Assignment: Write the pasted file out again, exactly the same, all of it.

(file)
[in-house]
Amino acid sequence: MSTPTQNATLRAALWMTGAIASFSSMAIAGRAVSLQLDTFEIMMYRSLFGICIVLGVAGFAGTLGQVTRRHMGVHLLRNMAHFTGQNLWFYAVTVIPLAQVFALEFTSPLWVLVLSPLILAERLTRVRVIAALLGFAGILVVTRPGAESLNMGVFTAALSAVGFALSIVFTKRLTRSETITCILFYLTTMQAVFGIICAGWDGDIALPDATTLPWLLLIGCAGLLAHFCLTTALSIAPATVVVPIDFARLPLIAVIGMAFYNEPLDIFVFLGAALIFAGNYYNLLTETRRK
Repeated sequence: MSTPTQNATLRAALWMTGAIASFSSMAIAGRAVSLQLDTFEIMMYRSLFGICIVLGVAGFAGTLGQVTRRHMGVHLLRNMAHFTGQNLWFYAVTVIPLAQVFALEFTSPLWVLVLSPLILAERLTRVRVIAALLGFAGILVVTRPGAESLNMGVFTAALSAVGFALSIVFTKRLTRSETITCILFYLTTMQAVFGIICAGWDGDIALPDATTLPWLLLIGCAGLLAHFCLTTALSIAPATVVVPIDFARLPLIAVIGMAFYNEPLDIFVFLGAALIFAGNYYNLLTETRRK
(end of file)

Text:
[in-house]
Amino acid sequence: MSTPTQNATLRAALWMTGAIASFSSMAIAGRAVSLQLDTFEIMMYRSLFGICIVLGVAGFAGTLGQVTRRHMGVHLLRNMAHFTGQNLWFYAVTVIPLAQVFALEFTSPLWVLVLSPLILAERLTRVRVIAALLGFAGILVVTRPGAESLNMGVFTAALSAVGFALSIVFTKRLTRSETITCILFYLTTMQAVFGIICAGWDGDIALPDATTLPWLLLIGCAGLLAHFCLTTALSIAPATVVVPIDFARLPLIAVIGMAFYNEPLDIFVFLGAALIFAGNYYNLLTETRRK
Repeated sequence: MSTPTQNATLRAALWMTGAIASFSSMAIAGRAVSLQLDTFEIMMYRSLFGICIVLGVAGFAGTLGQVTRRHMGVHLLRNMAHFTGQNLWFYAVTVIPLAQVFALEFTSPLWVLVLSPLILAERLTRVRVIAALLGFAGILVVTRPGAESLNMGVFTAALSAVGFALSIVFTKRLTRSETITCILFYLTTMQAVFGIICAGWDGDIALPDATTLPWLLLIGCAGLLAHFCLTTALSIAPATVVVPIDFARLPLIAVIGMAFYNEPLDIFVFLGAALIFAGNYYNLLTETRRK